How parents can help their children buy a home

How parents can help their children buy a home

Standalone house on flat landscaped section in New Zealand

Many first-home buyers receive help from their parents to purchase their first property.

There are a few ways that parents can help their children onto the property ladder:

  • Gifting some or all of a house deposit
  • Providing an interest-free family loan with no scheduled repayments
  • Acting as guarantors for the mortgage (using their existing property as equity)
  • Buying property with their child as joint borrowers

This article explains how each option works, including pros, cons, and key things to know.

Gifting a house deposit

Parents may choose to give their child a cash gift to cover either some or all of a house deposit.

Banks are in favour of the funds being treated as a gift, as it means that clients are not required to pay back any of the deposit from their parents.

Gifting is also considered less risky for the parents, as it means they will not be liable for any of their child’s mortgage.

Another benefit of gifting is it allows the child to operate independently, for example choosing their preferred bank or mortgage provider.

Example: If a buyer was approved for lending of up to $500,000 but they only have a $40,000 deposit, they will probably be restricted to a $400,000 purchase price (as most banks only go up to 10%). However, with a $10,000 gift from the buyer's parents, they're now able to reach the $500,000 purchase price.

Interest-free family loan

An interest-free family loan with no scheduled repayments is similar to a cash gift. The legal term for this type of loan is a Deed of Acknowledgement of Debt.

Like gifting, there is no requirement for the child to repay their parents by a set time. The debt will be repaid if the property is sold.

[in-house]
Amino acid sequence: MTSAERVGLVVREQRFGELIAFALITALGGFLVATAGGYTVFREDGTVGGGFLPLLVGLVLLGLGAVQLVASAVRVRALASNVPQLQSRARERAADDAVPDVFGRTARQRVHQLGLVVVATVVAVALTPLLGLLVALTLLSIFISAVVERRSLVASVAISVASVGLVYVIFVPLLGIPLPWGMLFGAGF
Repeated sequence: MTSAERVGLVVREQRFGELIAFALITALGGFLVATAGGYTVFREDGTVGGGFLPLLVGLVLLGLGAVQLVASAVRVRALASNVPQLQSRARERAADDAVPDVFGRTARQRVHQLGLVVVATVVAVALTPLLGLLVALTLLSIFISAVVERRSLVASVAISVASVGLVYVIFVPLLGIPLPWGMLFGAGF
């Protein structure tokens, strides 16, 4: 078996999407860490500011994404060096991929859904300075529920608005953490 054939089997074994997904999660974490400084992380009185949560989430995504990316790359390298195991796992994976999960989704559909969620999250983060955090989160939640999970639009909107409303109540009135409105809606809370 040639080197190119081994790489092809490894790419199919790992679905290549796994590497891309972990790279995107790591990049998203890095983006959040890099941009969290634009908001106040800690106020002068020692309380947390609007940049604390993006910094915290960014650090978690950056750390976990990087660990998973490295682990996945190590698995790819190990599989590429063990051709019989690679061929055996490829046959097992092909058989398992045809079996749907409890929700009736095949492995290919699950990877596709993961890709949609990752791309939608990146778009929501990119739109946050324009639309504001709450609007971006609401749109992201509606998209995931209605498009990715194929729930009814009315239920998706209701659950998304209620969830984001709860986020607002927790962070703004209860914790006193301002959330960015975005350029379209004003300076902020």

With this option (as with gifting), the parents will not be liable for any of their child’s mortgage.

Acting as a guarantor

Parents may choose to use the equity in their property to guarantee their child’s deposit. This may be some or all of their deposit and excludes investment property purchases.

This option used to be fairly straightforward, but it’s become more complicated since the Responsible Lending Act.

The first and most important thing to understand is that banks will not lend above 80% of a parents’ property, which means if the parents have an existing mortgage, it’s essential to crunch the numbers carefully.

Banks also require the parents to meet servicing standards on their debt as well as the debt their child is looking to take on. For older parents who are close to retirement, this can become a major hurdle. Some banks may sign off a limited guarantee, but this is increasingly rare.

Example: If the parents have a freehold (mortgage free) property worth $1m, They would have no issues with the 80% lending rule. They would be able to help their child to secure a 20% deposit. However, banks will require them to show that their income is enough to service the entire mortgage, including the deposit they’re allowing, to be an acceptable guarantor.

Buying as joint borrowers

Parents may choose to buy a property alongside their child and become joint borrowers. This can be a good option if the parents are still working full-time.

A child may be able to use KiwiSaver in this scenario if it’s a property they will occupy (owner-occupied). However, some banks might treat joint borrowing as an investment, as the other borrowers – the parents – will not occupy the property.

Co-owning property can be an attractive option for parents, as they might get a share of the capital gains.

Example: Instead of the banks accessing the parents’ income for their child’s mortgage, banks would use all parties’ income combined to service the mortgage, which makes it easier in most cases. If parents are earning a combined income of $100,000 gross yearly, they may be able to service up to a $500,000 mortgage. However, if the children are also earning $100,000 gross yearly, the serviceable mortgage can now be up to $1m.

Possible pitfalls to keep in mind

Regardless of how a parent helps a child buy a home, it’s important for all parties involved to do their due diligence by seeking independent legal and financial advice.

Possible pitfalls to be aware of include:

  • Parents’ financial security in retirement
  • Lack of options available for parents in their retirement
  • Other parties becoming involved, for example a child’s future partner
  • Changes to the property market, e.g. an increase in interest rates or a drop in property values

A mortgage broker can help both parents and children to better understand all of their options.

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